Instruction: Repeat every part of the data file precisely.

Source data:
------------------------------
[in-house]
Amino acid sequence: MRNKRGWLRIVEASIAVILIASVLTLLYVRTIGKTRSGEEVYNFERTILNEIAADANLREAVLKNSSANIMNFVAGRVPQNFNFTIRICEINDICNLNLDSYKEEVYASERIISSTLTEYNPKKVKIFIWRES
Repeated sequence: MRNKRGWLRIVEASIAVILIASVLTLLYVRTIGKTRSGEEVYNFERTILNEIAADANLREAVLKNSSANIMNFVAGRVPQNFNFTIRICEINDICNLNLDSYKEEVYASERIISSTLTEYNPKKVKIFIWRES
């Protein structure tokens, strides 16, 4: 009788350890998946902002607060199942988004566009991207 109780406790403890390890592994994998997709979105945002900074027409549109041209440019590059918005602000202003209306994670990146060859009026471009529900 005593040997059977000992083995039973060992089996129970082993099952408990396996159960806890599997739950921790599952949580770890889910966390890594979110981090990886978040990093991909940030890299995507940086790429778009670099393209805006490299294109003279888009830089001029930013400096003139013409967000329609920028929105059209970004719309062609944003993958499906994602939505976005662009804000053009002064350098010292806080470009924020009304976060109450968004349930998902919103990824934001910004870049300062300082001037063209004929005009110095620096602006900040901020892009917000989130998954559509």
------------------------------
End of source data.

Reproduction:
[in-house]
Amino acid sequence: MRNKRGWLRIVEASIAVILIASVLTLLYVRTIGKTRSGEEVYNFERTILNEIAADANLREAVLKNSSANIMNFVAGRVPQNFNFTIRICEINDICNLNLDSYKEEVYASERIISSTLTEYNPKKVKIFIWRES
Repeated sequence: MRNKRGWLRIVEASIAVILIASVLTLLYVRTIGKTRSGEEVYNFERTILNEIAADANLREAVLKNSSANIMNFVAGRVPQNFNFTIRICEINDICNLNLDSYKEEVYASERIISSTLTEYNPKKVKIFIWRES
């Protein structure tokens, strides 16, 4: 009788350890998946902002607060199942988004566009991207 109780406790403890390890592994994998997709979105945002900074027409549109041209440019590059918005602000202003209306994670990146060859009026471009529900 005593040997059977000992083995039973060992089996129970082993099952408990396996159960806890599997739950921790599952949580770890889910966390890594979110981090990886978040990093991909940030890299995507940086790429778009670099393209805006490299294109003279888009830089001029930013400096003139013409967000329609920028929105059209970004719309062609944003993958499906994602939505976005662009804000053009002064350098010292806080470009924020009304976060109450968004349930998902919103990824934001910004870049300062300082001037063209004929005009110095620096602006900040901020892009917000989130998954559509």